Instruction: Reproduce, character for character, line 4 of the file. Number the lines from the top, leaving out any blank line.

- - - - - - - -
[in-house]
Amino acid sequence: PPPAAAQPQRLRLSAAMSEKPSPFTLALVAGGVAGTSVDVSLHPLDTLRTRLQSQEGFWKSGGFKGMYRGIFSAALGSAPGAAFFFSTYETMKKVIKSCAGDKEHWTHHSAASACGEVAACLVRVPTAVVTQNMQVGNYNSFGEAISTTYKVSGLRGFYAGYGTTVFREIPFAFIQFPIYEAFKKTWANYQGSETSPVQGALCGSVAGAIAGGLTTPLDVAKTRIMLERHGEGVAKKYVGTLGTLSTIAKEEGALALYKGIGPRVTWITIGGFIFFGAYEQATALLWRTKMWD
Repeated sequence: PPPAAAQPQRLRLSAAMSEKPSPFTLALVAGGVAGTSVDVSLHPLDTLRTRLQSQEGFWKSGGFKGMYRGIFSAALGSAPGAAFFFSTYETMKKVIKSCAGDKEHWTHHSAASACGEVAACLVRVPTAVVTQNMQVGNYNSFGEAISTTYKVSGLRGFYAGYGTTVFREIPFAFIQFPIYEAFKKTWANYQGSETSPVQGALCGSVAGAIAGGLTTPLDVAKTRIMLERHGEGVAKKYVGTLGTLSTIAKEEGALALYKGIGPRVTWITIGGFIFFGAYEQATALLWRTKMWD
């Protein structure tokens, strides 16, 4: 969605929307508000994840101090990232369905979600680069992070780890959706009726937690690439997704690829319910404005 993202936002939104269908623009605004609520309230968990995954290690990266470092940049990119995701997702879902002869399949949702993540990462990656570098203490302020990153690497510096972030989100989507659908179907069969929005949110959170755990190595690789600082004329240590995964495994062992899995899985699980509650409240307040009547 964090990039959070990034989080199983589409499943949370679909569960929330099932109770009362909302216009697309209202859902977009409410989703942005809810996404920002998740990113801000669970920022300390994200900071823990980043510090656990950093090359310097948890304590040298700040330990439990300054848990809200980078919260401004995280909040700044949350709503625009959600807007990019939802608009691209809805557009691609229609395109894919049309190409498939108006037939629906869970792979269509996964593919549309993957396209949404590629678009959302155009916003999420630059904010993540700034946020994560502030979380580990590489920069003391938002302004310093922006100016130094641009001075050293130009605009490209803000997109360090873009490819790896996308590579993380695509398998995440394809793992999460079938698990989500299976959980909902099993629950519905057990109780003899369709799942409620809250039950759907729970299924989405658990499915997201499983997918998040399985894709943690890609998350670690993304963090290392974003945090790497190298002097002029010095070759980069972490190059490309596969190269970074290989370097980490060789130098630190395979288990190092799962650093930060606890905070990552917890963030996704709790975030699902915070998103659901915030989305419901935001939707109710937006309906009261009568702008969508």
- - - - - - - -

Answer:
């Protein structure tokens, strides 16, 4: 969605929307508000994840101090990232369905979600680069992070780890959706009726937690690439997704690829319910404005 993202936002939104269908623009605004609520309230968990995954290690990266470092940049990119995701997702879902002869399949949702993540990462990656570098203490302020990153690497510096972030989100989507659908179907069969929005949110959170755990190595690789600082004329240590995964495994062992899995899985699980509650409240307040009547 964090990039959070990034989080199983589409499943949370679909569960929330099932109770009362909302216009697309209202859902977009409410989703942005809810996404920002998740990113801000669970920022300390994200900071823990980043510090656990950093090359310097948890304590040298700040330990439990300054848990809200980078919260401004995280909040700044949350709503625009959600807007990019939802608009691209809805557009691609229609395109894919049309190409498939108006037939629906869970792979269509996964593919549309993957396209949404590629678009959302155009916003999420630059904010993540700034946020994560502030979380580990590489920069003391938002302004310093922006100016130094641009001075050293130009605009490209803000997109360090873009490819790896996308590579993380695509398998995440394809793992999460079938698990989500299976959980909902099993629950519905057990109780003899369709799942409620809250039950759907729970299924989405658990499915997201499983997918998040399985894709943690890609998350670690993304963090290392974003945090790497190298002097002029010095070759980069972490190059490309596969190269970074290989370097980490060789130098630190395979288990190092799962650093930060606890905070990552917890963030996704709790975030699902915070998103659901915030989305419901935001939707109710937006309906009261009568702008969508």